St. Louis, Missouri, got the nickname "Gateway to the West" thanks to pioneers in search of a better way of life who pursued their American dream by making tracks to this unique river city. But that heritage is only part of the charm. St. Louis is where Scott Joplin rolled out ragtime tunes and jazzmen played the blues. It's also where Dred Scott filed his landmark lawsuit for freedom from slavery.
The city started with pioneers of American spirit and nurtured pioneers in transportation, space exploration and biotechnology. St. Louis has preserved enough of yesterday to convey a real sense of place and keep its pioneer spirit alive through tech industries of tomorrow. Think Chicago without the traffic, New York without the noise or Miami without the beach, as well as without the high cost of living or a long daily commute.
Traditional? Yes. Staid? Hardly. St. Louisans play as hard as they work, so there's an abundance of entertainment, education, and arts and culture—and they're rather fond of their sports teams. This vibrant, ethnically diverse region holds unexpected treasures. In many St. Louis neighborhoods, sidewalk cafes, ethnic restaurants, and shops and galleries are reviving the city's distinctive character.
St. Louis is situated on gently rolling terrain in eastern Missouri near the border with Illinois, 18 mi/29 km south of the confluence of two large rivers, the Mississippi and the Missouri. The Gateway Arch sits on the banks of the Mississippi River and serves as the city's front door. From it, you can walk into the heart of downtown or visit the downtown of a century ago (maintained in the restored buildings and cobblestoned streets of Laclede's Landing). The riverfront casinos, sports stadiums, an expanded convention center and restaurants are all within walking distance of the Arch.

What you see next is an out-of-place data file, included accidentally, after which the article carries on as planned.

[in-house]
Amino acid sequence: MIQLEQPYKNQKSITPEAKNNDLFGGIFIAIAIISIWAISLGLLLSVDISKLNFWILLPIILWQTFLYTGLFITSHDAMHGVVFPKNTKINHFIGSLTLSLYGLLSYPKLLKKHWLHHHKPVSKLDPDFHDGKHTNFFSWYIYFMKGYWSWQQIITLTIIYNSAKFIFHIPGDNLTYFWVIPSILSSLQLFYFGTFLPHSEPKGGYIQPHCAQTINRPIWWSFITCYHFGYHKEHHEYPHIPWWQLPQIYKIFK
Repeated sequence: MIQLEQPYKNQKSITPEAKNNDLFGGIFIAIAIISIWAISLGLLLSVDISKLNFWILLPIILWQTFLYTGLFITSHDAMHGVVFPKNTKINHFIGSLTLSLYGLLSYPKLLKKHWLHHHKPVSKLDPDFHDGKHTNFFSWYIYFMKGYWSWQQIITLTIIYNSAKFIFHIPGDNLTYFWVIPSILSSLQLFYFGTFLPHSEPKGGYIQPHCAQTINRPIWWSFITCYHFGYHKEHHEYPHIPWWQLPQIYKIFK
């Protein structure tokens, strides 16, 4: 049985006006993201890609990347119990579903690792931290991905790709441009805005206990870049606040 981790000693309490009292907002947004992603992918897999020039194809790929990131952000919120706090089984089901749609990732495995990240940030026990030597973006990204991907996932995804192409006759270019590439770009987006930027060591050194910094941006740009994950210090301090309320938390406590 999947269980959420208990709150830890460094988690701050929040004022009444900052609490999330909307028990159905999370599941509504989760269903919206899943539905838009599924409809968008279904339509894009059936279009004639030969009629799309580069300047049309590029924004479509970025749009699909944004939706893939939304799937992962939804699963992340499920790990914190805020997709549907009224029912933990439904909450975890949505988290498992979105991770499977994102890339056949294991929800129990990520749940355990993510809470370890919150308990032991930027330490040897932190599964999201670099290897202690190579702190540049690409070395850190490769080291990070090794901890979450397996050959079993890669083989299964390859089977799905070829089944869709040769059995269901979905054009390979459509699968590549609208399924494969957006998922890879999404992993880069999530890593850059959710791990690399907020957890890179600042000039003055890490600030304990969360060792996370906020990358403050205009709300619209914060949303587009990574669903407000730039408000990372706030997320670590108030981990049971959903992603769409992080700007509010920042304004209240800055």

The city boundaries are actually rather small, and include unique areas such as Soulard, the Central West End, the Italian neighborhood called The Hill and the funky vibrant neighborhood known as the The Loop. These areas are about 10-15 minutes from downtown by car. In fact, there's as much to see and do outside downtown as there is in the city center. You might choose to lodge elsewhere and take the short trip into downtown for those attractions that interest you. Clayton, on the western edge of the city, is a thriving "second downtown," with its own impressive concentration of businesses, hotels, restaurants and shops.